And now I have the next few weeks to agonize over this decision.  Because surely this decision will affect the rest of his life and his career and his ability to make friends and meet a wife and raise kids.  Surely this decision means EVERYTHING and if I fuck it up then I am the worst mother ever and have doomed my child to a life of isolation and despair.


I totally am going to lose sleep over this.


  1. Uh, take it easy baby. It's not a make or break decision. You are already a terrific mother. The boys will be fabulous. Step back. Lunch Thursday.

  2. Okay, yes, calm the fuck down. But, two, if he is not happy in his current school, and you think he will be happier in the new school, I say do the switch. Montessori is not for every kid. I stressed with a decision to move my daughter from one school to the other when she was 2; the school she was in was not bad, but the classes were large, and she just seemed lost. I also took her for a free day at the new school and asked her at the end which one she wanted to go to and let her decide. Yes, at 2. She chose the new school, and we have never looked back and have been thrilled with the decision (that was 2 years ago).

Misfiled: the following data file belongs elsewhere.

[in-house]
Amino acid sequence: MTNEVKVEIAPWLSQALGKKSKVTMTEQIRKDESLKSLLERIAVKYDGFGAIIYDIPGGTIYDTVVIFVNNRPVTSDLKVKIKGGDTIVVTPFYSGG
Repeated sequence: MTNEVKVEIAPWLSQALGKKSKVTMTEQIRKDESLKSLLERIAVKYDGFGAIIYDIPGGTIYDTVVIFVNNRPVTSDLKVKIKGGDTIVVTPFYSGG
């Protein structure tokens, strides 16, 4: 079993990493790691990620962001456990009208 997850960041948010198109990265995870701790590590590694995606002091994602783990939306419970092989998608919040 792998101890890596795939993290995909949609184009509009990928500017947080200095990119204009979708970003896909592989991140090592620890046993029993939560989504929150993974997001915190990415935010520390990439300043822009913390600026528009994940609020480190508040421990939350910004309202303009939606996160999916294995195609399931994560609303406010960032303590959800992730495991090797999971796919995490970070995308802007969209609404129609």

So, can he spend some time at the new school, even if just an hour or two? See which he likes better? He is ultimately the one who will be there, and who needs to feel comfortable and, most importantly, have fun.

  3. My son Sam recently started "kindy" here in New Zealand at 2 1/2. It was traumatic (for me) and I was full of guilt but I knew it was the stepping stone he needed to become more independent, outgoing and assertive. I chose a kindy I felt was right for him - smaller classes that grouped the children into close age groups. He goes two mornings a week for now because I feel this is the right balance for him. Trust your intuition as a mother! After all, you probably know Braden better than he knows himself.

  4.  I totally get where you are right now. Let me begin by saying, let's not forget to celebrate the small stuff, because it's all small stuff. Letting go of our children is the first step, the difficulty of which is way under aknowledged in my opinion. The fact that you were able to let go of Braden during those earlier days in pre-school was an accomplishment unto it's own.  Speaking to what you shared in your last post, woman are expected to be able to do it all, to smile and put on a brave face while often repressing certain maternal instincts in order to meet career demands and developing societal expectations.  What you were able to do with your child at 21/2, has taken me 51/2 years to build to.  I admire the strength woman like you have in order to push through those times of self doubt while you have a toddler gnawing and bawling at your leg and juggle it all. Really.